CTBT IS A VERY BAD IDEA, AND THREATENS USA NATIONAL SECURITY
CHARLES KRAUTHAMMER; The Weekly Standard, November 1, 1999, SECTION: COVER STORY; Pg. 21 HEADLINE: Arms Control: The End of an Illusion; The Cold War was won at Reykjavik. The Senate's defeat of the test ban treaty is Reykjavik II. // ln-acs-11-11-99
Perhaps because the treaty is such a bad treaty. The longer it is subject to examination, the worse it looks. The CTBT is precisely the kind of arms control agreement that at first blush gets instant support. A universal test ban. What could be wrong with that?
It takes time to explain. First, no treaty should prohibit what it cannot detect. This treaty bans all nuclear explosions, but it cannot detect low-yield explosions. That means that those countries like the United States that have an open society and a free press will adhere to the treaty and test nothing, while those that do not -- North Korea, Iraq, Iran, perhaps even China and Russia -- will be able to conduct vital low yield-tests with impunity. As C. Paul Robinson, director of Sandia National Laboratories, testified before Congress, "If the United States scrupulously restricts itself to zero-yield while other nations may conduct experiments up to the threshold of international detectability, we will be at an intolerable disadvantage."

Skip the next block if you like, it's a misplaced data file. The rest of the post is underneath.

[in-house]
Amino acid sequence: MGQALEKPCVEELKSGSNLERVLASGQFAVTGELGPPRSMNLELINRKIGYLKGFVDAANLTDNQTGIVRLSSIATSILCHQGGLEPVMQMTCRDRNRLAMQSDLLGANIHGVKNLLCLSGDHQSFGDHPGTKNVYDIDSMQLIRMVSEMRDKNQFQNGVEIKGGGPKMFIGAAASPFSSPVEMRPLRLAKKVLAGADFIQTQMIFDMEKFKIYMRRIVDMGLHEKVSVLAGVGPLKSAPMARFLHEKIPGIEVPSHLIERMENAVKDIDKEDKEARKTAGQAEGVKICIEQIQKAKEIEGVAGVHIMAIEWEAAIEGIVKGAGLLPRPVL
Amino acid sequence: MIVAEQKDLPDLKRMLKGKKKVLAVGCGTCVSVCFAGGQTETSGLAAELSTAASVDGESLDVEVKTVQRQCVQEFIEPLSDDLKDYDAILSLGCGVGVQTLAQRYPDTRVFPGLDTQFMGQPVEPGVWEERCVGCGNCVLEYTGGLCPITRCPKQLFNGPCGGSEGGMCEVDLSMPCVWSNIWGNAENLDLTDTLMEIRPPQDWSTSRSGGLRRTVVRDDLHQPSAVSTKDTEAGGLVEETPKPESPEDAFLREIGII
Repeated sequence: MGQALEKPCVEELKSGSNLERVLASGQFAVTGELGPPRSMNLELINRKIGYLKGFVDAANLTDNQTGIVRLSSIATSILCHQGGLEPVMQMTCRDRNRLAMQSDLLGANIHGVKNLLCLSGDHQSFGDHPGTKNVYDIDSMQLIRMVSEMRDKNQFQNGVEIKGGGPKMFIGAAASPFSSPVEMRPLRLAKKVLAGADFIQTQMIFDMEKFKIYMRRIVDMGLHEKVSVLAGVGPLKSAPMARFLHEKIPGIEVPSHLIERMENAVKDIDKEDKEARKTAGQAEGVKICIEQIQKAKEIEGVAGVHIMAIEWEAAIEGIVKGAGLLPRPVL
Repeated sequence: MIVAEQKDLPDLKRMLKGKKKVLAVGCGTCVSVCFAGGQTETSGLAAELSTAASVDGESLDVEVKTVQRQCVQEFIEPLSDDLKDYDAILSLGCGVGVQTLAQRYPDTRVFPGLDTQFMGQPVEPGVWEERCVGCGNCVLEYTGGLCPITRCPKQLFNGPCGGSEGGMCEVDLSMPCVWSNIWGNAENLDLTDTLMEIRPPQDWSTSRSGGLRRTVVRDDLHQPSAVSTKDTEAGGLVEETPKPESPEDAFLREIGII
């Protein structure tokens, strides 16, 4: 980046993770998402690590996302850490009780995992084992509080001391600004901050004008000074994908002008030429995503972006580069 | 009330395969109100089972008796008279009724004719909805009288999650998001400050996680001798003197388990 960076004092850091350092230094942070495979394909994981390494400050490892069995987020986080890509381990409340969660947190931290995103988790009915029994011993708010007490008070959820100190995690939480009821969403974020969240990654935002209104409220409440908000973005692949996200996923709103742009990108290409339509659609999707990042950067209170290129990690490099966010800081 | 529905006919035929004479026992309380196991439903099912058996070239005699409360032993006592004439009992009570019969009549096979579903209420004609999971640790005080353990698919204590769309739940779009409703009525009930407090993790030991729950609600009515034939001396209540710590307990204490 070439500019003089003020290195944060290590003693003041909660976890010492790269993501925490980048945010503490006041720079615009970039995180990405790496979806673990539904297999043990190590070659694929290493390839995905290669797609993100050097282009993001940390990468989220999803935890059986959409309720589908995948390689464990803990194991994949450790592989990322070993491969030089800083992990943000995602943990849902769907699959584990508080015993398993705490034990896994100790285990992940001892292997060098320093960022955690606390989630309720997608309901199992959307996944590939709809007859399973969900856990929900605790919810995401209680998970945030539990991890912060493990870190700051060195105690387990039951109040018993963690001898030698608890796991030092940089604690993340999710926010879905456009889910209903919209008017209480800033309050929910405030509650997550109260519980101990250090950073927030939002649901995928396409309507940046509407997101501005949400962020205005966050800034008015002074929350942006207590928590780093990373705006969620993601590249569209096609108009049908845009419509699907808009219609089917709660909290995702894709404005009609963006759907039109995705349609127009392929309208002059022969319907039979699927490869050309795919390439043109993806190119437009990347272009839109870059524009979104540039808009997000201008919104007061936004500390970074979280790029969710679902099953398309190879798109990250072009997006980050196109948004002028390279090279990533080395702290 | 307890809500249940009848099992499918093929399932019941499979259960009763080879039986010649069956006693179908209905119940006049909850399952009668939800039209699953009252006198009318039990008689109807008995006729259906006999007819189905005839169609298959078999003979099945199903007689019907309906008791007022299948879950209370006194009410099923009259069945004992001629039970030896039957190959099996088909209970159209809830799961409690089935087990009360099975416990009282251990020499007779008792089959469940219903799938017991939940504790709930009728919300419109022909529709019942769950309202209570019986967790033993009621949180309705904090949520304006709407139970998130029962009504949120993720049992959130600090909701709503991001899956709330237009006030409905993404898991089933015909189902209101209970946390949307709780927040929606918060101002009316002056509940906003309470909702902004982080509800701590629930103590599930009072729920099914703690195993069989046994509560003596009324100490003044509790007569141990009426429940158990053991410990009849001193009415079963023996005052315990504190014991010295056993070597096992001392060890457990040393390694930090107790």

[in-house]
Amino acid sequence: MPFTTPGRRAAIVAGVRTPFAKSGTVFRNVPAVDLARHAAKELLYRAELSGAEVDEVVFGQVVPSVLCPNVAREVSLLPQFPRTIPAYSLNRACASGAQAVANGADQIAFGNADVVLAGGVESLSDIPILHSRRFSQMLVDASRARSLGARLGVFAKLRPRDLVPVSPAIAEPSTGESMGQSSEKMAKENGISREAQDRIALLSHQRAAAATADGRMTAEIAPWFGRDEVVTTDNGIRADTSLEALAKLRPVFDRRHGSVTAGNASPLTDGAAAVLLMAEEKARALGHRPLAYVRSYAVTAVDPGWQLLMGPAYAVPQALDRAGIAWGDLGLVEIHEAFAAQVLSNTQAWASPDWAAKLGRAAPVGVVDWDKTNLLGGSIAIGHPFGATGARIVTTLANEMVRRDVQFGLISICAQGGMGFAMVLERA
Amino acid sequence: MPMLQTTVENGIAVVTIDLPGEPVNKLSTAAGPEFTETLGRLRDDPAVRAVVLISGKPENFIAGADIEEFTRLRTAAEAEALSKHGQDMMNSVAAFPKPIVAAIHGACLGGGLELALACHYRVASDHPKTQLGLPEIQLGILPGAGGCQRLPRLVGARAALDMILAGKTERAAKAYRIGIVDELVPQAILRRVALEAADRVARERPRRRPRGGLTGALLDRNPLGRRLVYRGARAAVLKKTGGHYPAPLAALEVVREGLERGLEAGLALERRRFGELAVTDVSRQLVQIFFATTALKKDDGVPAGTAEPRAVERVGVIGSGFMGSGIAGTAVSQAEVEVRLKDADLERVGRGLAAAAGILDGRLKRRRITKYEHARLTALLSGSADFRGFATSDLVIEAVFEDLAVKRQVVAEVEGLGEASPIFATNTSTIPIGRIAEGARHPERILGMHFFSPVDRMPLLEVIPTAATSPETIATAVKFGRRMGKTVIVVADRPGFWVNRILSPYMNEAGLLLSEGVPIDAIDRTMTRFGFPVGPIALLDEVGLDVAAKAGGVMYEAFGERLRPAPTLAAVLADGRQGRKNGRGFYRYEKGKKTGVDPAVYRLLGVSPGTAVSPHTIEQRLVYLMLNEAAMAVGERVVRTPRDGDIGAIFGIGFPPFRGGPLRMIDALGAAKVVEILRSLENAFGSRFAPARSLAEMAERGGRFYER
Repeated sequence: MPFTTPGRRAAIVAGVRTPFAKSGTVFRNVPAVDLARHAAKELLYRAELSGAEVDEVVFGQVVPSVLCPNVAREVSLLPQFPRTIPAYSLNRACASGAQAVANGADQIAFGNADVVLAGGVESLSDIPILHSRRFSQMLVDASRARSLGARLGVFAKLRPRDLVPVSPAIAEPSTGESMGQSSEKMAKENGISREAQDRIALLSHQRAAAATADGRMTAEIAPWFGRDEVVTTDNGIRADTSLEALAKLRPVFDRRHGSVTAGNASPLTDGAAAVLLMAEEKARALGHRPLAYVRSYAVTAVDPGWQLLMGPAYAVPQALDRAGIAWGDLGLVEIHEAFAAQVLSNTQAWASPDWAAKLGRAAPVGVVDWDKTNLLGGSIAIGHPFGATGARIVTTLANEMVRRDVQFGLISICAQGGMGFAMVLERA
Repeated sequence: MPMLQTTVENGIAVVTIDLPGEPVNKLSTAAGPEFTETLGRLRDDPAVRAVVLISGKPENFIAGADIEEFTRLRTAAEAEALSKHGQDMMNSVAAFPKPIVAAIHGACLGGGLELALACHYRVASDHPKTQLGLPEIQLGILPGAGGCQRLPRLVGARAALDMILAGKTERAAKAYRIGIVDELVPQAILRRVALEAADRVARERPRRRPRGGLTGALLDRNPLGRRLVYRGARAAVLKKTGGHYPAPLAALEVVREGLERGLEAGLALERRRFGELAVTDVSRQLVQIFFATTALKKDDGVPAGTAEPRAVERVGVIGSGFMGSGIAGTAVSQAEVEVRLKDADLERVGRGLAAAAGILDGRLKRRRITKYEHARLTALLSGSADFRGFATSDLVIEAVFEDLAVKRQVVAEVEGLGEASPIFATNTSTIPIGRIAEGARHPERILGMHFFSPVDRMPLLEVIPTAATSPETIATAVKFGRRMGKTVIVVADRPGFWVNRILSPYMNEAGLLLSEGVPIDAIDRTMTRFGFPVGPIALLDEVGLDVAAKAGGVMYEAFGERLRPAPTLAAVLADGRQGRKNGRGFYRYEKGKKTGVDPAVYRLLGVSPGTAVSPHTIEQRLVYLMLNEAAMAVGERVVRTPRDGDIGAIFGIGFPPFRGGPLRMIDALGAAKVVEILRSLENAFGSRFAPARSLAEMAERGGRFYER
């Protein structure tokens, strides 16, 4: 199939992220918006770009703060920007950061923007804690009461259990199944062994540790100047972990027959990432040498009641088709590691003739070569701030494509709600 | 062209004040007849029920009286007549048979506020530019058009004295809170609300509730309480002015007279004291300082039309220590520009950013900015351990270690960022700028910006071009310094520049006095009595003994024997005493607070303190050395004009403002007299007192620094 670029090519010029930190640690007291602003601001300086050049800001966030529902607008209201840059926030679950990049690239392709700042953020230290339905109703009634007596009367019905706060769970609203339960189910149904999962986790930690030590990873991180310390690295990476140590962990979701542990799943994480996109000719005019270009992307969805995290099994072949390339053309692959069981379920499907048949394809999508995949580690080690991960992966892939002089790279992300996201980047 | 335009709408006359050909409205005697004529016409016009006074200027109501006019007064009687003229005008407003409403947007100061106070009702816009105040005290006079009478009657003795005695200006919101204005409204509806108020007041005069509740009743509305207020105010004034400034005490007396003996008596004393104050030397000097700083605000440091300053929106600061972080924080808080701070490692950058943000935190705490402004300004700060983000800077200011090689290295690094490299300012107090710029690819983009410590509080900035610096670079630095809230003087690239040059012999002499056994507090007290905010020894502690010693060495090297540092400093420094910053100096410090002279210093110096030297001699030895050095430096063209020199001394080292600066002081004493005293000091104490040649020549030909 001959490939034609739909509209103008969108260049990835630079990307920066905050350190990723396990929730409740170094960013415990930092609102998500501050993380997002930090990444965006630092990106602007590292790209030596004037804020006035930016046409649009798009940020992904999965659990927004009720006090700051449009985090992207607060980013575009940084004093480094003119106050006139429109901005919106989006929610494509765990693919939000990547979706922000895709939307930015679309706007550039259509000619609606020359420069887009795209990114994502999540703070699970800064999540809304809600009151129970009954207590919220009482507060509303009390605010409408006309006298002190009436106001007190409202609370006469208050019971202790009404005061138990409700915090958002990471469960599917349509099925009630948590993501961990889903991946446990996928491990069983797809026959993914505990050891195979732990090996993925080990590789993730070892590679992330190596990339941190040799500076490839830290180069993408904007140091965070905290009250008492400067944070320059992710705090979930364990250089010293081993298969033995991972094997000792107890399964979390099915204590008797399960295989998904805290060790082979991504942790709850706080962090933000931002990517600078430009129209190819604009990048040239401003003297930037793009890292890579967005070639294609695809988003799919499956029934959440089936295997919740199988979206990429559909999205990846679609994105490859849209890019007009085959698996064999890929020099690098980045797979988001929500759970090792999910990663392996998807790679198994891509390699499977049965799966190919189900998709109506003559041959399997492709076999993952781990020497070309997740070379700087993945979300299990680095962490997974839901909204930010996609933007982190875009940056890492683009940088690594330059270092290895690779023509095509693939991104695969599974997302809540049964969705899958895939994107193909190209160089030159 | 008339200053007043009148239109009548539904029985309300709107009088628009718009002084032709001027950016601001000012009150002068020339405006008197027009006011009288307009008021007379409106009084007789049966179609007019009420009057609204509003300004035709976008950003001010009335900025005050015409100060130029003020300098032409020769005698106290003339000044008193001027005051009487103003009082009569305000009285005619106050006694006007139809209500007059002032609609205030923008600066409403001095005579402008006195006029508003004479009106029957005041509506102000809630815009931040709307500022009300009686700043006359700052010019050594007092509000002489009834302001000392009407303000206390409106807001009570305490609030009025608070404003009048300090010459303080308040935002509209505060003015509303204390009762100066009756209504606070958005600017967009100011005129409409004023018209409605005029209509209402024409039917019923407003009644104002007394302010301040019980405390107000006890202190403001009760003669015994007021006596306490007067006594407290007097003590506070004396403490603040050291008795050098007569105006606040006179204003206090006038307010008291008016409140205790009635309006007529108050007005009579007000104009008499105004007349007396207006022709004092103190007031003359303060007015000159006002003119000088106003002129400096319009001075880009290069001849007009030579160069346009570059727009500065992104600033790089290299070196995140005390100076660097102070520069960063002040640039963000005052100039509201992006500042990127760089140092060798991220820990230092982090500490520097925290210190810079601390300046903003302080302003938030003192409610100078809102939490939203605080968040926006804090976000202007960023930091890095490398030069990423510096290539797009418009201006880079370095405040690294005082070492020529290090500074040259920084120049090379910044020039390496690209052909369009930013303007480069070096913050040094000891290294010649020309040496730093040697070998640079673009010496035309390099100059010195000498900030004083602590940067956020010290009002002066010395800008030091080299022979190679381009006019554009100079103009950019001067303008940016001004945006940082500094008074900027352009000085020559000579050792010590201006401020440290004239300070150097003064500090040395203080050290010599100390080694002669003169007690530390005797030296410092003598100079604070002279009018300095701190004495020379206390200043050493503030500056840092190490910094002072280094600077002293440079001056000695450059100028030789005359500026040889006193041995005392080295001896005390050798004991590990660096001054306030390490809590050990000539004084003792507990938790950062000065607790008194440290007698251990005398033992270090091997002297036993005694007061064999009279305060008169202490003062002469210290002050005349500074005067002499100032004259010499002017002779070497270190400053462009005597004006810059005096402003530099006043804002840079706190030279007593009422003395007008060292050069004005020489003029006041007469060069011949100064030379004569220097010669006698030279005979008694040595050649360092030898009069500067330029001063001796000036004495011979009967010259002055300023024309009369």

Moreover, the treaty is not just unverifiable, it is disarming. Literally. Without testing, the reliability and usability of the American nuclear arsenal will inevitably erode. Nuclear weapons are incredibly complex mechanisms made up of many parts, with a radioactive core that is bombarding the rest of the mechanism at all times. They simply cannot be relied upon over time without fixes and without testing.